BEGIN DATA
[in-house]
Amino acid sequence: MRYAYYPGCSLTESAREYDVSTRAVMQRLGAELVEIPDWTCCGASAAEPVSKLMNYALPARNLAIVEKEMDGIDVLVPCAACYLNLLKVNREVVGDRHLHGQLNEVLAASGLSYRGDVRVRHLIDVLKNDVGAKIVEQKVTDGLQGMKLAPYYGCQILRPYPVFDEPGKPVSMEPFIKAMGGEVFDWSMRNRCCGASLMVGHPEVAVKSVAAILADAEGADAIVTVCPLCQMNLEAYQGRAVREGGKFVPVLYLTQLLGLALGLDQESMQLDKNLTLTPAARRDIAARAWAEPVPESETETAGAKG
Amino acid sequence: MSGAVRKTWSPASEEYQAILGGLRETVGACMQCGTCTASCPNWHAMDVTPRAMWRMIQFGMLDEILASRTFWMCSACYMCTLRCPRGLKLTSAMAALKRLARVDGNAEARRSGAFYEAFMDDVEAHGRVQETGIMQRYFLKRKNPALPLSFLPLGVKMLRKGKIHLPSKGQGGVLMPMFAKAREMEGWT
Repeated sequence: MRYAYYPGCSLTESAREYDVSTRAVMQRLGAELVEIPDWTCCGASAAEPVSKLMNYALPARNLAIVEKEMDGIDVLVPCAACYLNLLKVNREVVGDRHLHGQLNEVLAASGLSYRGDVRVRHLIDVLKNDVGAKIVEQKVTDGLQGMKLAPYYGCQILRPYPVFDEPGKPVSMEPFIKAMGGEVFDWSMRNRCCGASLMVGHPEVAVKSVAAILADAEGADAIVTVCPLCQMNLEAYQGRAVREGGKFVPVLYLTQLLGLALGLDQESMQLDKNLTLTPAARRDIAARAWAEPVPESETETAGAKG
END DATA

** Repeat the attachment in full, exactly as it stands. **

[in-house]
Amino acid sequence: MRYAYYPGCSLTESAREYDVSTRAVMQRLGAELVEIPDWTCCGASAAEPVSKLMNYALPARNLAIVEKEMDGIDVLVPCAACYLNLLKVNREVVGDRHLHGQLNEVLAASGLSYRGDVRVRHLIDVLKNDVGAKIVEQKVTDGLQGMKLAPYYGCQILRPYPVFDEPGKPVSMEPFIKAMGGEVFDWSMRNRCCGASLMVGHPEVAVKSVAAILADAEGADAIVTVCPLCQMNLEAYQGRAVREGGKFVPVLYLTQLLGLALGLDQESMQLDKNLTLTPAARRDIAARAWAEPVPESETETAGAKG
Amino acid sequence: MSGAVRKTWSPASEEYQAILGGLRETVGACMQCGTCTASCPNWHAMDVTPRAMWRMIQFGMLDEILASRTFWMCSACYMCTLRCPRGLKLTSAMAALKRLARVDGNAEARRSGAFYEAFMDDVEAHGRVQETGIMQRYFLKRKNPALPLSFLPLGVKMLRKGKIHLPSKGQGGVLMPMFAKAREMEGWT
Repeated sequence: MRYAYYPGCSLTESAREYDVSTRAVMQRLGAELVEIPDWTCCGASAAEPVSKLMNYALPARNLAIVEKEMDGIDVLVPCAACYLNLLKVNREVVGDRHLHGQLNEVLAASGLSYRGDVRVRHLIDVLKNDVGAKIVEQKVTDGLQGMKLAPYYGCQILRPYPVFDEPGKPVSMEPFIKAMGGEVFDWSMRNRCCGASLMVGHPEVAVKSVAAILADAEGADAIVTVCPLCQMNLEAYQGRAVREGGKFVPVLYLTQLLGLALGLDQESMQLDKNLTLTPAARRDIAARAWAEPVPESETETAGAKG